Gina Leger
  7. Like
    Malcolm Needs got a reaction from richmond in Hello! I have a question.   
    Welcome to this wonderful site richmond.
     
    It could be an anti-A1, a "cold" auto-antibody, a "cold" alloantibody, or a mixture of any of these!
     
    One way to test if an anti-A1 is present is to test the patient's plasma against about 3 red cell samples known to be A1 and against 3 red cell samples known to be A2.  If the tests are positive with the A1 red cells, but negative with the A2 red cells, you have probably got (at least) an anti-A1 (but, as long as it is not reactive at strictly 37oC, it will not be clinically significant).
     
    In the case of an A2B individual, however, there are very few H antigen sites available on the red cells, and the chances are that your patient may well have produced an auto-anti-HI.  There is no easy way of proving this, unless you have access to either group O cord blood red cells or group O adult ii (both of which, to all intents and purposes, will lack the I antigen), and to Oh (Bombay) red cells, which will, of course, lack the H antigen.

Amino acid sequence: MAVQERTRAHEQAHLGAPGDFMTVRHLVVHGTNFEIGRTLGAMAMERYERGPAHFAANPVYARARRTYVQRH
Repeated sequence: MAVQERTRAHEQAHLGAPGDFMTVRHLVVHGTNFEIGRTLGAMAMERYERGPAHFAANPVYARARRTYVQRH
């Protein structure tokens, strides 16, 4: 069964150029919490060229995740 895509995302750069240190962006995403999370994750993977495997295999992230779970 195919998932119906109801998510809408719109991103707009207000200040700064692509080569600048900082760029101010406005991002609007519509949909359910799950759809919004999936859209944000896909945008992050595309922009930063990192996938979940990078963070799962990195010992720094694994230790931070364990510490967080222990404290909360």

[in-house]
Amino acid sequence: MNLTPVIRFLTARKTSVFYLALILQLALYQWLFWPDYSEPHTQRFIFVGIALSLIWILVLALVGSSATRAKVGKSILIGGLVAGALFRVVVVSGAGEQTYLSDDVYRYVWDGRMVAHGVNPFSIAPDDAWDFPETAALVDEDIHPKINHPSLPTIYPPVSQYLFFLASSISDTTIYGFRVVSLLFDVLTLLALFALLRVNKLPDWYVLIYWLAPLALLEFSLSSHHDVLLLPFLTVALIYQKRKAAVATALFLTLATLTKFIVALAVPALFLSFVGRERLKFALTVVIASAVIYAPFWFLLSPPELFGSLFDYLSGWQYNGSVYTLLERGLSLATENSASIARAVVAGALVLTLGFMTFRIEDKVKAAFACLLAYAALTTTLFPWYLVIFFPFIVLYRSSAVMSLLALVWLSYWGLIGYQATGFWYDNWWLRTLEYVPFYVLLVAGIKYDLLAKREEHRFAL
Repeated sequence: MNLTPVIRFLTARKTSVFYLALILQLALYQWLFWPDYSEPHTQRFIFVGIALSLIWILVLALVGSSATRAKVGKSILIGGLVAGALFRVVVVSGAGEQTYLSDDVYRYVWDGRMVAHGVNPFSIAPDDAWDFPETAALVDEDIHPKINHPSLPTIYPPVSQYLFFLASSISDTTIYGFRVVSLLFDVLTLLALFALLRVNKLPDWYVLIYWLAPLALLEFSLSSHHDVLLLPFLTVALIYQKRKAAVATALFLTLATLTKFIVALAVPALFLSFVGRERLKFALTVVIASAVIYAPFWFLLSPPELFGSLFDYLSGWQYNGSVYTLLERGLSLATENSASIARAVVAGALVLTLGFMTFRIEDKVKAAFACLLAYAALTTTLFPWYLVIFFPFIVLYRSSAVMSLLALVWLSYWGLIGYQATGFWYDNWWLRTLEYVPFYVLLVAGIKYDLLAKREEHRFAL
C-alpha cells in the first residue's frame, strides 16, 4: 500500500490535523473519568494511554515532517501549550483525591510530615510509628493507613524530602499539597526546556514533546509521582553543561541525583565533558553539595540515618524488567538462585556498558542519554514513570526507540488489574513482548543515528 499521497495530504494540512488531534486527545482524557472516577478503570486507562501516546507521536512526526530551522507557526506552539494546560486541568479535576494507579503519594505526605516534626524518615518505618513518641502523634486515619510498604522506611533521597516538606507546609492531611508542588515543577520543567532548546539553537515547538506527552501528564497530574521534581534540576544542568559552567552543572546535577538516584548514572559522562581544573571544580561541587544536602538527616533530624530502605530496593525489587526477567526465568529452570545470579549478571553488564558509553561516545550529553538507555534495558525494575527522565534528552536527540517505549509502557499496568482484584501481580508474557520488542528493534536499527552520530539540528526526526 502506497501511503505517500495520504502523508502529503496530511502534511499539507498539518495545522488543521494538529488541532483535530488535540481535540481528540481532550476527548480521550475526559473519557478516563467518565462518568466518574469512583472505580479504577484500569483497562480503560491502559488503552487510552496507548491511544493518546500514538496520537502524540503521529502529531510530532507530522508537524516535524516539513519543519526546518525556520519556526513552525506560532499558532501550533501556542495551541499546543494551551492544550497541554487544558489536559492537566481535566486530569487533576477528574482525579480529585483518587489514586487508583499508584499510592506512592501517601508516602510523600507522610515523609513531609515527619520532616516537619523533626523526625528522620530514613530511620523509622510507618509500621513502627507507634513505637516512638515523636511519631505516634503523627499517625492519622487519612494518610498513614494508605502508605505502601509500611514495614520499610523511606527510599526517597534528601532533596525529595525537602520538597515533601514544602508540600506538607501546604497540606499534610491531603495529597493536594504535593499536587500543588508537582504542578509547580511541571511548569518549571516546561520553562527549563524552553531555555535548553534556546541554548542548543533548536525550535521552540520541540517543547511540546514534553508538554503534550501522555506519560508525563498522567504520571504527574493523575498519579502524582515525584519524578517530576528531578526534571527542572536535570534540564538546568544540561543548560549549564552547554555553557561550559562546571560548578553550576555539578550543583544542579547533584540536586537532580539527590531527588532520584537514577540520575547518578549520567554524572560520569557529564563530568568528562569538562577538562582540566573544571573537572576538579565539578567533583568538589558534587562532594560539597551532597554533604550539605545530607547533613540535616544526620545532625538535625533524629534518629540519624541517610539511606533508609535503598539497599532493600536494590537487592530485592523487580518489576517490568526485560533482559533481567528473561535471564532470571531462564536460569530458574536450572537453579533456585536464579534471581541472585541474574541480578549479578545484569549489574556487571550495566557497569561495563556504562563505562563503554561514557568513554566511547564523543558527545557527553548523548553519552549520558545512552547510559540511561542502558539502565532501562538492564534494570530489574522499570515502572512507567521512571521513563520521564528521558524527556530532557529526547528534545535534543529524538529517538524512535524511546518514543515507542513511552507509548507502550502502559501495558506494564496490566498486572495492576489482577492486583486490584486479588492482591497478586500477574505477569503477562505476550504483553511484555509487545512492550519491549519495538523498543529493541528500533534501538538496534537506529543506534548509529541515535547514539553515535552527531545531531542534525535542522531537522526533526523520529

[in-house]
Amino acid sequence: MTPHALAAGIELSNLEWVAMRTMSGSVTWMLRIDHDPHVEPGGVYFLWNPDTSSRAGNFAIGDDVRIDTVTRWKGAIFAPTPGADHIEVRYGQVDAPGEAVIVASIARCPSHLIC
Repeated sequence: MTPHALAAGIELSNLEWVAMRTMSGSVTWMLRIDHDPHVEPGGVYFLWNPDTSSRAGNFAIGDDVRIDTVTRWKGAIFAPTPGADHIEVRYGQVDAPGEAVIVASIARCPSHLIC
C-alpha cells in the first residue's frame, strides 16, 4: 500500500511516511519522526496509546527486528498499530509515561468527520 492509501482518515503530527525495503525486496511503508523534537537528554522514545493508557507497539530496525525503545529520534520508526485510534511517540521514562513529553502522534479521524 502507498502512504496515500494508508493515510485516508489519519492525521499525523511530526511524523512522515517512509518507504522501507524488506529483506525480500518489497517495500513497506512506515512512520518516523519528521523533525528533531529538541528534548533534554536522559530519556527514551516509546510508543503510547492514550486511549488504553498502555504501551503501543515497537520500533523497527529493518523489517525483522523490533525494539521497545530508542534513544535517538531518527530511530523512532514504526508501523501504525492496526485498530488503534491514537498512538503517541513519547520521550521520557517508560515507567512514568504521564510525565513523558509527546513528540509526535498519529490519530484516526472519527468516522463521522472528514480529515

That having been said, you can almost prove it by testing the patient's plasma against red cells expressing a variety of ABO types.  Those that are A1B will react weakest, and up to group O red cells, which will react the strongest.
  8. Like
    Malcolm Needs reacted to galvania in Antibody Mania   
    What is this patient's Rh phenotype?
    (DIV could also look like a normal D+ and make a nice anti-D)
    Has she received any blood or platelets in the last 4 months?
  9. Like
    Malcolm Needs reacted to Joanne P. Scannell in transfusion reaction and requesting more products   
    We have in place the following: